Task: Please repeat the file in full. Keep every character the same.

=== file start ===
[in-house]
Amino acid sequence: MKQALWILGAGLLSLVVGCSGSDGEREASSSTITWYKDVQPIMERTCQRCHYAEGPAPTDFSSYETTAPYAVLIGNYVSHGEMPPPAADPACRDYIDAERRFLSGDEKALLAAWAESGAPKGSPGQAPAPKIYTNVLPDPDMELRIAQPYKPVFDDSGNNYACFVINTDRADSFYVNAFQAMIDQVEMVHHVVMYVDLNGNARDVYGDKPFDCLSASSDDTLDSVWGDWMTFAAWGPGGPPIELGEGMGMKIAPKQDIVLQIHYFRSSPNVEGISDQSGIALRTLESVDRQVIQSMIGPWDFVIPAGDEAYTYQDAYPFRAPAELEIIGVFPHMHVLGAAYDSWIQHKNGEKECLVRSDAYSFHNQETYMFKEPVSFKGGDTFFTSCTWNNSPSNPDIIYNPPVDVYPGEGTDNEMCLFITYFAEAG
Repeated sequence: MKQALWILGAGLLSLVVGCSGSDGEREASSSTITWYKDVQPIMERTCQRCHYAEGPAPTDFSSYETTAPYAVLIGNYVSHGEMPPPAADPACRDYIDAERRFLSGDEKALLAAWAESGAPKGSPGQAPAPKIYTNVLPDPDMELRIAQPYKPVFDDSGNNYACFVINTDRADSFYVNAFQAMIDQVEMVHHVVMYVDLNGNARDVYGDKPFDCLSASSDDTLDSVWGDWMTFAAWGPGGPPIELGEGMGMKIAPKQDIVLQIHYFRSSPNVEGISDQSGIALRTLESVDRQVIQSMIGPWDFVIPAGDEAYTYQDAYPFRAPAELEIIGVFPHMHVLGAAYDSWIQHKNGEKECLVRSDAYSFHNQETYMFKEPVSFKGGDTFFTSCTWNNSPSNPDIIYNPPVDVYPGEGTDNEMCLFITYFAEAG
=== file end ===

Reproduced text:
[in-house]
Amino acid sequence: MKQALWILGAGLLSLVVGCSGSDGEREASSSTITWYKDVQPIMERTCQRCHYAEGPAPTDFSSYETTAPYAVLIGNYVSHGEMPPPAADPACRDYIDAERRFLSGDEKALLAAWAESGAPKGSPGQAPAPKIYTNVLPDPDMELRIAQPYKPVFDDSGNNYACFVINTDRADSFYVNAFQAMIDQVEMVHHVVMYVDLNGNARDVYGDKPFDCLSASSDDTLDSVWGDWMTFAAWGPGGPPIELGEGMGMKIAPKQDIVLQIHYFRSSPNVEGISDQSGIALRTLESVDRQVIQSMIGPWDFVIPAGDEAYTYQDAYPFRAPAELEIIGVFPHMHVLGAAYDSWIQHKNGEKECLVRSDAYSFHNQETYMFKEPVSFKGGDTFFTSCTWNNSPSNPDIIYNPPVDVYPGEGTDNEMCLFITYFAEAG
Repeated sequence: MKQALWILGAGLLSLVVGCSGSDGEREASSSTITWYKDVQPIMERTCQRCHYAEGPAPTDFSSYETTAPYAVLIGNYVSHGEMPPPAADPACRDYIDAERRFLSGDEKALLAAWAESGAPKGSPGQAPAPKIYTNVLPDPDMELRIAQPYKPVFDDSGNNYACFVINTDRADSFYVNAFQAMIDQVEMVHHVVMYVDLNGNARDVYGDKPFDCLSASSDDTLDSVWGDWMTFAAWGPGGPPIELGEGMGMKIAPKQDIVLQIHYFRSSPNVEGISDQSGIALRTLESVDRQVIQSMIGPWDFVIPAGDEAYTYQDAYPFRAPAELEIIGVFPHMHVLGAAYDSWIQHKNGEKECLVRSDAYSFHNQETYMFKEPVSFKGGDTFFTSCTWNNSPSNPDIIYNPPVDVYPGEGTDNEMCLFITYFAEAG